Skip to main content

Space X Shows Off Their Grasshopper Test Flight

Since NASA retired its space shuttle program, there has been a big, rocket-sized hole in our hearts. Several private companies like Virgin Galactic are trying to fill that void, but Elon Musk’s Space X is really leading the way right now. Back in May of this year, Space X docked their Dragon spacecraft with the International Space Station, and over the weekend Musk tweeted photos and videos of a test flight of the new Grasshopper, their reusable rocket engine.

This is not the first test flight of the Grasshopper, but to date it is the highest, and therefore most awesome, flight. Its initial flight took it a mere six feet off the ground before landing safely — that barely qualifies as a jump, let alone a flight. So last month Space X sent it 106 feet in the air, which is as high as the rocket is tall. This latest flight put the Grasshopper 130 feet into the air for about thirty seconds before landing safely.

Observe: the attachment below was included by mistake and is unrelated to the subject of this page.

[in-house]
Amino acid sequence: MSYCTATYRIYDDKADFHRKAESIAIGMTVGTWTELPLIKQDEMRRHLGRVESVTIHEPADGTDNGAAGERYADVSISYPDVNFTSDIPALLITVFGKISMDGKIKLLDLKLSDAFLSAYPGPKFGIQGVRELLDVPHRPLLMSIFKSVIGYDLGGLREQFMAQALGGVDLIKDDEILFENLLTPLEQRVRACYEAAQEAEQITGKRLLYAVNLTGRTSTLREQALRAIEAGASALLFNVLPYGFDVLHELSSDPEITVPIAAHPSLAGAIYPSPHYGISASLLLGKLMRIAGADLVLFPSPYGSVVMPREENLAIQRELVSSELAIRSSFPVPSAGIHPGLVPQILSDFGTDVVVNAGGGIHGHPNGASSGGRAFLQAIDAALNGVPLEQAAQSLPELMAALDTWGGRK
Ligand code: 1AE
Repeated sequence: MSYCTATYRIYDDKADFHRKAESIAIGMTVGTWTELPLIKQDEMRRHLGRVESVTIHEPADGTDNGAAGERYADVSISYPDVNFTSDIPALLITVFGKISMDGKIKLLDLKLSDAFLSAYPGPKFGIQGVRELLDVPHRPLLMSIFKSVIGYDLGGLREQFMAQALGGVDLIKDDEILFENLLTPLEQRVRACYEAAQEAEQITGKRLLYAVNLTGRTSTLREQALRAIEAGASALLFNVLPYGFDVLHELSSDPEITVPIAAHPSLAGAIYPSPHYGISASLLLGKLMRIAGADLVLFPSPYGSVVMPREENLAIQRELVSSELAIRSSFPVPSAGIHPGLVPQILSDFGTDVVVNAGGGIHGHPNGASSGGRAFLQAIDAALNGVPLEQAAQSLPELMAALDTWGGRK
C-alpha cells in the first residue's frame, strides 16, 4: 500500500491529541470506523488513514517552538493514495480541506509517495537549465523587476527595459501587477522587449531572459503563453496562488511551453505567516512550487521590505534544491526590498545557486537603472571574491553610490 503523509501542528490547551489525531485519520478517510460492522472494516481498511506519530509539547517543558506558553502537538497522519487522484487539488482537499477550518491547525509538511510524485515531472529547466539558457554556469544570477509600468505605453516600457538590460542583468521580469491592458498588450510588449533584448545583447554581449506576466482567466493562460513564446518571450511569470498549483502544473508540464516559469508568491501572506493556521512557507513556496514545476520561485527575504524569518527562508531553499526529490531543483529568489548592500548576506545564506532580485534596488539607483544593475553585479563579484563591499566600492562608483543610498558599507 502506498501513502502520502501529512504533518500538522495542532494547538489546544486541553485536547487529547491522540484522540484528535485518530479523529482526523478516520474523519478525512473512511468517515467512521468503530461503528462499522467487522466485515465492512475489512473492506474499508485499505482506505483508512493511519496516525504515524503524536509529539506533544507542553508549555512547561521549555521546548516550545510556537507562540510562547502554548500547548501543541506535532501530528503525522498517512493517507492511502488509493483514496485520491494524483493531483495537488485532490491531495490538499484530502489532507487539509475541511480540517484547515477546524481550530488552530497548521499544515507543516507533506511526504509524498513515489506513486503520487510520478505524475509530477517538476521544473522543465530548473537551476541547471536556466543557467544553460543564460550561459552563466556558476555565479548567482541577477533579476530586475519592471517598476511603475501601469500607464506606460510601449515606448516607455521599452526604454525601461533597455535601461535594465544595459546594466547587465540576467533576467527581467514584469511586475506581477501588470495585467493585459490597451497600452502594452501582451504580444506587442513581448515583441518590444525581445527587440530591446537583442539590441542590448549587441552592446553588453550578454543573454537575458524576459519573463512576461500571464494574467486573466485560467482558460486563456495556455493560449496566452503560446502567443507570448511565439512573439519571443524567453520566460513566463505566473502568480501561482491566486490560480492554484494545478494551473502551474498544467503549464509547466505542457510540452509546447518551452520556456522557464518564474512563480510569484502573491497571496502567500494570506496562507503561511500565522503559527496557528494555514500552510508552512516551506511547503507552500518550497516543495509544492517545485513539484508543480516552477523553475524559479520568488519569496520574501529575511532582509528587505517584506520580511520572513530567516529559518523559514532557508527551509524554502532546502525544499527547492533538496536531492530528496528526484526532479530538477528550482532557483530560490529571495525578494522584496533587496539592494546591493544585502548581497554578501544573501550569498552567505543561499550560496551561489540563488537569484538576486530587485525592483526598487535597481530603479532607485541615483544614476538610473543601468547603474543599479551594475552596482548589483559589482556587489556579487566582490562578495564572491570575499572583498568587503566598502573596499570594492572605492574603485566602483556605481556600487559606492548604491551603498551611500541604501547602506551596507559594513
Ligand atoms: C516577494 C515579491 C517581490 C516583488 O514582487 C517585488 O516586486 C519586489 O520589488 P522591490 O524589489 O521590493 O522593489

Another fun fact about the flight is that Musk attached a six foot tall cowboy figure to the rocket.The cowboy is a little hard to see in the video, but Musk tweeted a picture as well:

Musk said it was for a sense of scale relative to the rocket, but come on– if you’re launching a 106 foot tall private rocket engine 130 feet into the air, and then having it land safely right back where it started, you’d be a fool not to attach a six-foot-tall cowboy to that thing. We’re surprised this video doesn’t end with Musk dropping a microphone like Chris Rock and walking away.

Take a minute out of your day to watch the Grasshopper in action. Seeing the rocket hover takes a little getting used to for anyone used to watching traditional launches, but it’s really something worth checking out.

(via The Next Web, image via YouTube)

Relevant to your interests

Have a tip we should know? [email protected]

Filed Under:

Follow The Mary Sue:

Glen is a comedian, writer, husband, and father. He won his third-grade science fair and is a former preschool science teacher, which is a real job.